Tuesday, 8 January 2013: 3:45 PM
Room 10B (Austin Convention Center)
Richard G. Allen, University of Idaho, Kimberly, ID; and J. Huntington, A. Kilic, H. debruin, and A. Joros
Valuable high-resolution gridded atmospheric data sets are produced by the NASA Land Data Assimilation Systems (NLDAS) and the North American Regional Reanalysis (NARR) systems using atmospheric models coupled with land surface models (LSM). Evolving uses of these data sets include forecasting of future evaporative demands by irrigated agriculture to improve water management, assessing historic time series of water consumption and demands over large regions, and assessing impacts of future climate projections. One challenge with these gridded sets is that the water balance used for driving the surface partitioning of energy is generally not informed on irrigation and associated ET so that more energy is imparted to sensible heat flux, soil heat flux and thermal radiation that occurs in irrigated settings. As a consequence, meteorological data generated by these models tends to represent that occurring under ambient, rain-fed conditions, with near surface temperature (T) measurements elevated by as much as 5 C, and vapor pressure reduced by up to one-half, as compared to measurements made over an evaporating surface. When the data are entered into reference ET equations for estimating crop water requirements in irrigated agriculture, the data in the gridded NLDAS and NARR data sets tend to overestimate ET anticipated in an irrigated environment by up to 30%.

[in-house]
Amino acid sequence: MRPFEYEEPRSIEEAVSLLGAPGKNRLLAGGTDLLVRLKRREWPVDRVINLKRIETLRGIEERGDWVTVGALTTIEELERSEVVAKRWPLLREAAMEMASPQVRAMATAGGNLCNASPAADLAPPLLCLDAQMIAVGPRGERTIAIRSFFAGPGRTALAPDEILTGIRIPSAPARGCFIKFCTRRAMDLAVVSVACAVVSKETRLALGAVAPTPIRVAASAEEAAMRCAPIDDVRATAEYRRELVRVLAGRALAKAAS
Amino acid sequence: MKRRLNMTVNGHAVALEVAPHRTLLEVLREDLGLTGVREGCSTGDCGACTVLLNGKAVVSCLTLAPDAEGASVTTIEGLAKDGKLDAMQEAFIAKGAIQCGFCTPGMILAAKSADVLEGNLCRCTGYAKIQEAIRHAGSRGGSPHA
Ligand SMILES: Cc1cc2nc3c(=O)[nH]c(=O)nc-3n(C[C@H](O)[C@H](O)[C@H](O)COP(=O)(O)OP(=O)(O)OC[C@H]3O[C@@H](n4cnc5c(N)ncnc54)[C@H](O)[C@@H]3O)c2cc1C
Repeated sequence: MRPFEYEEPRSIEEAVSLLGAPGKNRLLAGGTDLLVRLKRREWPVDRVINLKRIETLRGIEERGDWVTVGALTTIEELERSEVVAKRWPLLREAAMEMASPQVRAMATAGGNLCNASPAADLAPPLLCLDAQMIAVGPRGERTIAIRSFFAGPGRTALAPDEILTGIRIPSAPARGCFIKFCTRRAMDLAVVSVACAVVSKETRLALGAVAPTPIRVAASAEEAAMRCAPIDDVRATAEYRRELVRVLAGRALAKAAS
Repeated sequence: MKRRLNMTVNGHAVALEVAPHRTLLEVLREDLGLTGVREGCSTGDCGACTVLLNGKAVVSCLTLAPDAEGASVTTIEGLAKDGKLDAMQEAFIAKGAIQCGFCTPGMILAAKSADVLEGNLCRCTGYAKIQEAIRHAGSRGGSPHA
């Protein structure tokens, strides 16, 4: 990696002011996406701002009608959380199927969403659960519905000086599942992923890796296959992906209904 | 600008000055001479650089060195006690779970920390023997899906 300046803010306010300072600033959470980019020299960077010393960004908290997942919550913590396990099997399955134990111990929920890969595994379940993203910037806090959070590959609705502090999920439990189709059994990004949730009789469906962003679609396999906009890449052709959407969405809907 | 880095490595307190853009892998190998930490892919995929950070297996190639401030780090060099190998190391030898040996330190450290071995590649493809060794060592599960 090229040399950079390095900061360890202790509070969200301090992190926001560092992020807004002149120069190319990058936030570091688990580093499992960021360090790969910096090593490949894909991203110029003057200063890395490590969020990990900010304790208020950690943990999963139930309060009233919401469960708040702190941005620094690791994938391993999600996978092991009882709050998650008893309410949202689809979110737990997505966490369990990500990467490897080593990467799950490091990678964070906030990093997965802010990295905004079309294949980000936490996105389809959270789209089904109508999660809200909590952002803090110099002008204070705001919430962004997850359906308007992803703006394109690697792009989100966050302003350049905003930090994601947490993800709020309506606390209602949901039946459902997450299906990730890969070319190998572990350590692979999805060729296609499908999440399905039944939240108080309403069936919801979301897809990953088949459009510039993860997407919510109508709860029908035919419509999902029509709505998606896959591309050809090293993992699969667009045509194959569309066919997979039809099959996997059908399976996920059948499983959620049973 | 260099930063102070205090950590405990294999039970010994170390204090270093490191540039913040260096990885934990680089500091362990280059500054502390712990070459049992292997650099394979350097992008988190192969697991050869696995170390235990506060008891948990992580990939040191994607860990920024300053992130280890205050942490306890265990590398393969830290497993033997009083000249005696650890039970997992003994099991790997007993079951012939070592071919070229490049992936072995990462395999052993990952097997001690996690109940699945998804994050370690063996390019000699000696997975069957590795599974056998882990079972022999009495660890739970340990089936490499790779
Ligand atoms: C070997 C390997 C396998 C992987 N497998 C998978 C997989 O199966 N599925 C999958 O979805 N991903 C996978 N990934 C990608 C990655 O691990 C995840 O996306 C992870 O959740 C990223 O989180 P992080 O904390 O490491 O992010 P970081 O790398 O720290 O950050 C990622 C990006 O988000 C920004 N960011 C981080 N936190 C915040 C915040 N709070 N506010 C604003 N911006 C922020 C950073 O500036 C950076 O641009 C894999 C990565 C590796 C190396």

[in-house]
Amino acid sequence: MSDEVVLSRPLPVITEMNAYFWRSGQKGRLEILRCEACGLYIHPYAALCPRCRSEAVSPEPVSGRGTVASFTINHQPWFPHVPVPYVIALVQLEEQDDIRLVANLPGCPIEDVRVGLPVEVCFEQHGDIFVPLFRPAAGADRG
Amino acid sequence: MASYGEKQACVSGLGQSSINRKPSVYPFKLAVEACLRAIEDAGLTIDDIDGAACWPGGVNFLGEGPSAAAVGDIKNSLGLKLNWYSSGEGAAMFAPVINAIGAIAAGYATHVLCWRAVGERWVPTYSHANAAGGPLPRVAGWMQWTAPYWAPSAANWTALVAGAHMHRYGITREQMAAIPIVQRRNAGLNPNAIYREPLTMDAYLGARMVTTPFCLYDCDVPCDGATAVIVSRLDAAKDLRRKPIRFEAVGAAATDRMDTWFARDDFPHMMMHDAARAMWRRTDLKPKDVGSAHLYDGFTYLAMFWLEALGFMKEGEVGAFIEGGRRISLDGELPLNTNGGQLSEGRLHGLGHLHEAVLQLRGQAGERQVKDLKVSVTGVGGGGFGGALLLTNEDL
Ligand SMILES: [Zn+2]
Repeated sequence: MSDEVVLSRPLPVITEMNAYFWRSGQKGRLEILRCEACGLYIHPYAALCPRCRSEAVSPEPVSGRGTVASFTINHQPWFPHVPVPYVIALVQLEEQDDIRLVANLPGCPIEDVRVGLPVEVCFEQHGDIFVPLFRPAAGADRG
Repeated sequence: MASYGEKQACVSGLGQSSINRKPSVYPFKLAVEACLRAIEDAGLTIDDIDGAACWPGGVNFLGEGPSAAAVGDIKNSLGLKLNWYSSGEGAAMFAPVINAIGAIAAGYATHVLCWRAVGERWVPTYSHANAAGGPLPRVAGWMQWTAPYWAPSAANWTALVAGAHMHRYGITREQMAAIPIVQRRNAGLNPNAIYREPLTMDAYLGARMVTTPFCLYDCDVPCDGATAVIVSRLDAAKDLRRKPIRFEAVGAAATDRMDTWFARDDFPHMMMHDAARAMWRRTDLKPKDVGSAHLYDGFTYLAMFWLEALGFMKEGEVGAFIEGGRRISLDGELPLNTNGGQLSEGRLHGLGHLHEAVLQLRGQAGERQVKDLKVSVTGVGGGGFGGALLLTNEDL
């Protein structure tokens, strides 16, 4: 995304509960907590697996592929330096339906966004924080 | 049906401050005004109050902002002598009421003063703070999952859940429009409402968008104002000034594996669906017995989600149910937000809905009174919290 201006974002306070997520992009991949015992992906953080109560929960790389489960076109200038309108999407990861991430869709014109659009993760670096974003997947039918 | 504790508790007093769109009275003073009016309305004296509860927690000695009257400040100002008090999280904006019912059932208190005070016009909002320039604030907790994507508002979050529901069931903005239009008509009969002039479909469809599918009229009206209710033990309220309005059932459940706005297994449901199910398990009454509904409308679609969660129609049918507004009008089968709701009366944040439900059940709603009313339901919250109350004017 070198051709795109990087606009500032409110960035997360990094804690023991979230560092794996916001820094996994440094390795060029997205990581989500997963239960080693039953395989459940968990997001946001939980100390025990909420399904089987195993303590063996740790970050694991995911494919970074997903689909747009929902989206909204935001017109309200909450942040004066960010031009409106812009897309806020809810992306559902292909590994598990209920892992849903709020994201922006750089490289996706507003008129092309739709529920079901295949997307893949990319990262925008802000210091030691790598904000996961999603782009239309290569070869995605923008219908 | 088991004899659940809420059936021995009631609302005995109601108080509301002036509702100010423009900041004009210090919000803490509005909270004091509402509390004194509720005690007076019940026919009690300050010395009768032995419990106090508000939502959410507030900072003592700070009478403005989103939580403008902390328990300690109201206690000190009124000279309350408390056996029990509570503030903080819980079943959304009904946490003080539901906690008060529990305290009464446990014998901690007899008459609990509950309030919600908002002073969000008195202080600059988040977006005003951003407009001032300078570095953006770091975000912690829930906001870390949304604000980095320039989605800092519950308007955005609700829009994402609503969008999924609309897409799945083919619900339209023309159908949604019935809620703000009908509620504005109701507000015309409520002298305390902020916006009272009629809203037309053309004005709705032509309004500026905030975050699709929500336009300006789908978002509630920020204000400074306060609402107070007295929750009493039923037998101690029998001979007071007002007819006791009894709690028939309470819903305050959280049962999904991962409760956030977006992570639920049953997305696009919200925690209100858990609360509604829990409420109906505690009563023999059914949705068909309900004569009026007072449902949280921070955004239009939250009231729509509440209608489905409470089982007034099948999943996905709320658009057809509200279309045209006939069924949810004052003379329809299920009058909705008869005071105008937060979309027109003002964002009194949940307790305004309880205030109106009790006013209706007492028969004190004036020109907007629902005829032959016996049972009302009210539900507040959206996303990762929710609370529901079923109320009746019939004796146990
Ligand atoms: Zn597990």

A theoretical blending height-profiling procedure has been developed for conditioning the ambient meteorological data from the gridded data systems or from arid' weather station environments so that data represents near surface air properties for the same climate, but over an evaporating, reference surface. Following conditioning, an equilibrium reference ET can be scaled using crop coefficients or other parameters to estimate actual ET for a variety of vegetation. The conditioning completes the feedback processes between surface evaporation and near surface air properties.
Comparisons have been made with non-conditioned and conditioned data collected at automated weather stations located, generally, in well-watered agricultural environments. Over 60 stations from 17 Western U.S. states have been compared to over 5 to 25 30 year periods following stringent QA/QC of station data. Results indicate that unconditioned NLDAS and NARR data consistently over estimate irrigation water requirements due to increased air temperature, reduced dew point temperature, and increased windspeed when compared to station data collected in well-watered environments. These results highlight the important point that if unconditioned NLDAS and NARR data are used to compute reference ET and crop ET, significant over estimation will occur.
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